NIS agent admits to fabricating document
So far, the Chinese Embassy in Seoul has confirmed that all three of the documents the top spy agency provided to the prosecution were fabricated: the entry and exit records of the suspect between North Korea and China and the two confirmation letters for those records that were issued in the name of the Helong police in China and the immigration office in Sanhe County, respectively.
During a series of questionings, Lee In-cheol, a spy agent who worked at the Korean Consulate General in Shenyang, China, confessed that when he received the third document in the name of the Sanhe immigration office from an outsourced broker, he was aware that it had been fabricated.
Additionally, Lee wrote a new note himself, adding to the fabricated document. In the note, he said that based on the document they obtained from the broker, the evidence provided by Yu’s attorneys in the case - also provided by the Chinese government - was fabricated.
“After inquiring about the materials [of the attorneys] at the Sanhe immigration office, we found that they were not legal documents,” Lee said in his own note. He then added it to the fabricated documents and sent them to the prosecution.
The case against Yu goes back to the trial held in August 2013, when the 34-year-old defector was acquitted of charges of spying for North Korea. At the time, the prosecutors argued that Yu, who worked as a civil servant in South Korea, leaked the personal information of 200 defectors living in the capital to the North Korean regime.
The prosecution claimed Yu visited North Korea twice in 2006 via China, between May 23 and May 27, and May 27 and June 10. Yu admitted to taking the first trip, saying he attended the funeral of his mother. However, he denied the second trip.
Yu was acquitted of those charges by a local court, though the prosecution appealed the verdict and submitted to the court three documents from the spy agency seeking to prove Yu’s visit to the Communist state.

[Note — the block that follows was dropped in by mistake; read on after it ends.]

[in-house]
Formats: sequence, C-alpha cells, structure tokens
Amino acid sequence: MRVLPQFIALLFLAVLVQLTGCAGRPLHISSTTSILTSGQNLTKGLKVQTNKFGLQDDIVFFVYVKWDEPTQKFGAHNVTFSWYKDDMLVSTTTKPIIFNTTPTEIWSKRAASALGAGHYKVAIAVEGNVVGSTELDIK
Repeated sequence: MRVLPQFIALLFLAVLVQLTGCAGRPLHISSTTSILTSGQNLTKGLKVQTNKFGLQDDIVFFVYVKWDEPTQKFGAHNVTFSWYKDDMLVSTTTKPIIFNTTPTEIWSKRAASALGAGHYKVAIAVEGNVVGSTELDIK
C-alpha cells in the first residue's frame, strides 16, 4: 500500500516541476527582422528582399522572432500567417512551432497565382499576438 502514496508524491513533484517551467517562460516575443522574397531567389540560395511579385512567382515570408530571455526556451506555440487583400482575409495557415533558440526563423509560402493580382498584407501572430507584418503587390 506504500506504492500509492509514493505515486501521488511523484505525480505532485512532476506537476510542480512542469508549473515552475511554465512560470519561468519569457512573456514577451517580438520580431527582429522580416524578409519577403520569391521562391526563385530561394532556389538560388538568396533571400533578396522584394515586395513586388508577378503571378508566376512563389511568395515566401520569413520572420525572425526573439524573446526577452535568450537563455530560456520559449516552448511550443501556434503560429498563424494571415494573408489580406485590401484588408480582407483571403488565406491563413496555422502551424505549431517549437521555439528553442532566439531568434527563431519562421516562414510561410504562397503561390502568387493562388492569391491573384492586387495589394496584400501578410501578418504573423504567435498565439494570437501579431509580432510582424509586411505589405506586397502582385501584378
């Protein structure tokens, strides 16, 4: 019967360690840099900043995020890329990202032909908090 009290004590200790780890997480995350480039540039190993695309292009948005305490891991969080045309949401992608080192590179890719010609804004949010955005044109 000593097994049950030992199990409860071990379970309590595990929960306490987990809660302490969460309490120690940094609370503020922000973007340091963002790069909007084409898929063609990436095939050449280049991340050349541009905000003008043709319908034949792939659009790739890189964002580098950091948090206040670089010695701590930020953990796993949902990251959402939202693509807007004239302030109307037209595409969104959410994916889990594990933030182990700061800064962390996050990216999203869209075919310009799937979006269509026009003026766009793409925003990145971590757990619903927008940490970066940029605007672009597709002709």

By law, the fabrication of a document in the name of his official title, a consul, is considered falsification of a public document. On this charge, he could be sentenced to up to seven years in prison. The NIS has officially said in its statements that its agents were unaware the documents they received from the outsourced brokers were fabricated.
During questioning, Lee allegedly told prosecutors, “Ordered from the headquarters [of the NIS in Seoul], I fabricated the confirmation note and sent it to the prosecution.”
With his confession, the prosecution is now targeting the anti-North Korea espionage department in the NIS, under which Lee belongs. Additionally, the prosecution found that another NIS agent was also involved in the fabrication. The prosecution believes that the agent, only identified as “Boss Kim,” apparently hired the ethnically Korean broker, also surnamed Kim, and directed him to obtain the fabricated confirmation letter.
The prosecution said they will soon summon the broker, who is still in the hospital after a failed suicide attempt, for questioning. The prosecution is scheduled to apply to the court today for an arrest warrant for the broker for immediate detention.
Except for the Sanhe immigration document, the prosecution also found that the two other documents were obtained by different brokers in China who were hired by the NIS.
“When the first trial acquitted the defector [Yu] of the [espionage] charge in August 2013, the prosecution seemed to feel pinched and asked for cooperation with the NIS,” a prosecution official said. “So the NIS launched its own operation to collect evidence behind-the-scenes.”
Currently, prosecutors are analyzing the computer hard disks and emails they confiscated from the NIS in a raid on Monday to determine how many NIS officials are involved.
BY KIM HEE-JIN, JUNG HYO-SIK [firstname.lastname@example.org]